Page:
Review: Unbroken: A World War II Story of Survival, Resilience, and Redemption

  • Title: Unbroken: A World War II Story of Survival, Resilience, and Redemption
  • Author: Laura Hillenbrand
  • Genre: Biography/True stories
  • Series: No
  • Available in the library: Yes

UnbrokenUnbroken: A World War II Story of Survival, Resilience, and Redemption by Laura Hillenbrand is the bestselling biography of Olympian Louis Zamperini. Louis competed in the 1936 Olympics and during World War II the engines on his bomber failed and he plummeted to the Pacific Ocean. He survived on the open water for 47 days , only to be “rescued” by the Japanese and sent to a POW camp where he endured years of torture.

I loved this book, it was mesmerising and Louis’ will to survive is truly inspiring. The book was voted best non-fiction by Time Magazine in 2010.

Louis is still alive at the age 97 years and this is what Laura Hillenbrand had to say about meeting him and then writing the book.

The Story of Unbroken by Laura Hillenbrand

Eight years ago, an old man told me a story that took my breath away. His name was Louie Zamperini, and from the day I first spoke to him, his almost incomprehensibly dramatic life was my obsession. It was a horse – the subject of my first book, Seabiscuit: An American Legend–who led me to Louie. As I researched the Depression-era racehorse, I kept coming across stories about Louie, a 1930s track star who endured an amazing odyssey in World War II. I knew only a little about him then, but I couldn’t shake him from my mind.

After I finished Seabiscuit, I tracked Louie down, called him and asked about his life. For the next hour, he had me transfixed. Growing up in California in the 1920s, Louie was a hell raiser, stealing everything edible that he could carry, staging elaborate pranks, getting in fistfights, and bedevilling the local police. But as a teenager, he emerged as one of the greatest runners America had ever seen, competing at the 1936 Berlin Olympics, where he put on a sensational performance, crossed paths with Hitler, and stole a German flag right off the Reich Chancellery. He was preparing for the 1940 Olympics, and closing in on the fabled four-minute mile, when World War II began. Louie joined the Army Air Corps, becoming a bombardier. Stationed on Oahu, he survived harrowing combat, including an epic air battle that ended when his plane crash-landed, some six hundred holes in its fuselage and half the crew seriously wounded. On a May afternoon in 1943, Louie took off on a search mission for a lost plane. Somewhere over the Pacific, the engines on his bomber failed. The plane plummeted into the sea, leaving Louie and two other men stranded on a tiny raft. Drifting for weeks and thousands of miles, they endured starvation and desperate thirst, sharks that leapt aboard the raft, trying to drag them off, a machine-gun attack from a Japanese bomber, and a typhoon with waves some forty feet high. At last, they spotted an island. As they rowed toward it, unbeknownst to them, a Japanese military boat was lurking nearby. Louie’s journey had only just begun.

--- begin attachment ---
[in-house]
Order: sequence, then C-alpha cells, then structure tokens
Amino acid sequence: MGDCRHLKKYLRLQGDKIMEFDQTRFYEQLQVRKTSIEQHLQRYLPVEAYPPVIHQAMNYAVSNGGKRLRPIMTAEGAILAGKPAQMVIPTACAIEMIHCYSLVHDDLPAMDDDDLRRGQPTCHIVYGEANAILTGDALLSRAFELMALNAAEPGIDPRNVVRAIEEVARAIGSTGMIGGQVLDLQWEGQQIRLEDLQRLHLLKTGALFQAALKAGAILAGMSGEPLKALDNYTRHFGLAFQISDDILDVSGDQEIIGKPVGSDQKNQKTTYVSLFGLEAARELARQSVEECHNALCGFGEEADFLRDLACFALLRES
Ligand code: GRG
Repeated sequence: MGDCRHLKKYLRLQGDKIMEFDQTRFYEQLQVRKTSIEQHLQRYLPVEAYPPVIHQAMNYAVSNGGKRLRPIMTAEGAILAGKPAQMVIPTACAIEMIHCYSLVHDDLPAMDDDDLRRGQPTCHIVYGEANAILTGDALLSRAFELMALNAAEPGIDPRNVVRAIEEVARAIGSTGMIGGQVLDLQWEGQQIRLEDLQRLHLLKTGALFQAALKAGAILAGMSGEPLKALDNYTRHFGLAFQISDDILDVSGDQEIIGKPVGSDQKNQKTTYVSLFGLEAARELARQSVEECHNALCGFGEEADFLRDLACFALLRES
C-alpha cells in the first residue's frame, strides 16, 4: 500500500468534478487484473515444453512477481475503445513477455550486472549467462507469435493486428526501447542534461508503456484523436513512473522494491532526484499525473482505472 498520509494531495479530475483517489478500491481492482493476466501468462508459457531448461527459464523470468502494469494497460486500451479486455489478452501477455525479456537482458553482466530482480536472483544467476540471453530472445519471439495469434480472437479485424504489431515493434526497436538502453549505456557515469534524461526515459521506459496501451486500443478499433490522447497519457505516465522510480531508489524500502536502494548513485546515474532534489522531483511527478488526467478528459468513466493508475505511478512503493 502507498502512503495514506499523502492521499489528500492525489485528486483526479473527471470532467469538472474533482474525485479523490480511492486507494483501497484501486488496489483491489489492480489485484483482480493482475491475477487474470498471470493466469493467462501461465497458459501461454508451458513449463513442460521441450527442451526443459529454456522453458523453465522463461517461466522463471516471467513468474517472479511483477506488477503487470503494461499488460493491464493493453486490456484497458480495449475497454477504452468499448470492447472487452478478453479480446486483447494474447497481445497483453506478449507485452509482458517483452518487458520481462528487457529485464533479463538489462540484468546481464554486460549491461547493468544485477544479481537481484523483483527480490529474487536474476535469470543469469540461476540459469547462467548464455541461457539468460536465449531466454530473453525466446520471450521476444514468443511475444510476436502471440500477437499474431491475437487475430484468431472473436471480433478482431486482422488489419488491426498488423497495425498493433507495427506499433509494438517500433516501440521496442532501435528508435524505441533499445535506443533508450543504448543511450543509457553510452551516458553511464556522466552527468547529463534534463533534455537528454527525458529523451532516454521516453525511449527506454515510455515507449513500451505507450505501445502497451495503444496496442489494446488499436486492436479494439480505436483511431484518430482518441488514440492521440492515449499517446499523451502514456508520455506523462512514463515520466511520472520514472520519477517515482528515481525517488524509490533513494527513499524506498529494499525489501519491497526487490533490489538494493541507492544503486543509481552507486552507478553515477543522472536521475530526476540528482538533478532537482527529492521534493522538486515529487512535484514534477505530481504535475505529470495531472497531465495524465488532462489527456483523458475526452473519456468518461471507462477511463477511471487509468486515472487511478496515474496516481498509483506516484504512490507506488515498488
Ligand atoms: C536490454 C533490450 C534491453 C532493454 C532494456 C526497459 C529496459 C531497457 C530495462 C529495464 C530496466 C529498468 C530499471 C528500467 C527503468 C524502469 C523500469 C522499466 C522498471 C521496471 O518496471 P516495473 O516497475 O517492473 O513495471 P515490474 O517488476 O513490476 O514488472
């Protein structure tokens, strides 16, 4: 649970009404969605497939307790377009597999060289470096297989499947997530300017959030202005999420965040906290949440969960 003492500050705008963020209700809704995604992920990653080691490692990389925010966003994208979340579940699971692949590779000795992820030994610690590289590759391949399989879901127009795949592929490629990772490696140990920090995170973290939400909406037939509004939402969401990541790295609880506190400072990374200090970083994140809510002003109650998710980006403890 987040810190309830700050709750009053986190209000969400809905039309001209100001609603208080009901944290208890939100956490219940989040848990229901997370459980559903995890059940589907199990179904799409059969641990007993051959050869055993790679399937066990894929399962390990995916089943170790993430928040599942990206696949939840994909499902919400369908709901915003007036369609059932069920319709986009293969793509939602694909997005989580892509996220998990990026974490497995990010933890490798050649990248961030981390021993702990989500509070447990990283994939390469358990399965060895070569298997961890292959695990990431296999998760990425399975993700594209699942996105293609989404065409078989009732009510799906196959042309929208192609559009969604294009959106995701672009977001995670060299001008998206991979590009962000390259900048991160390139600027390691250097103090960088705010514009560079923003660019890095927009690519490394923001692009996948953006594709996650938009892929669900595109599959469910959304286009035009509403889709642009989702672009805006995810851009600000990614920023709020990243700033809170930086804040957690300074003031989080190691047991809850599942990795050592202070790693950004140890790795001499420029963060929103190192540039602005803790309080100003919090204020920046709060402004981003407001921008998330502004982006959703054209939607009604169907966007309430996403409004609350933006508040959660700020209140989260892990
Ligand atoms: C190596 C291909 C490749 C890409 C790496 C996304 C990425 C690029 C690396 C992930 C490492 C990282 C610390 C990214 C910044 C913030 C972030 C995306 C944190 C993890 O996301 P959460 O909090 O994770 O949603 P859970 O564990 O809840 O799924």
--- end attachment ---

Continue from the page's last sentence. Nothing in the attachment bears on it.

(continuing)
That first conversation with Louie was a pivot point in my life. Fascinated by his experiences, and the mystery of how a man could overcome so much, I began a seven-year journey through his story. I found it in diaries, letters and unpublished memoirs; in the memories of his family and friends, fellow Olympians, former American airmen and Japanese veterans; in forgotten papers in archives as far-flung as Oslo and Canberra. Along the way, there were staggering surprises, and Louie’s unlikely, inspiring story came alive for me. It is a tale of daring, defiance, persistence, ingenuity, and the ferocious will of a man who refused to be broken. The culmination of my journey is my new book, Unbroken: A World War II Story of Survival, Resilience, and Redemption. I hope you are as spellbound by Louie’s life as I am.

“A ONE-IN-A-BILLION STORY … Zamperini’s story seems designed to wrench from self-respecting critics all the blurby adjectives we normally try to avoid: It is amazing, unforgettable, gripping, harrowing, chilling, and inspiring. It sucked me in and swept me away.  It kept me reading late into the night.  I could not … (it really hurts me to type this) … put it … (must find the strength to resist) … down.”  – New York Magazine

This is also the reason why Angeline Jolie as been visiting Australia as she films Louis amazing story.

Watch the trailer below.

What now?

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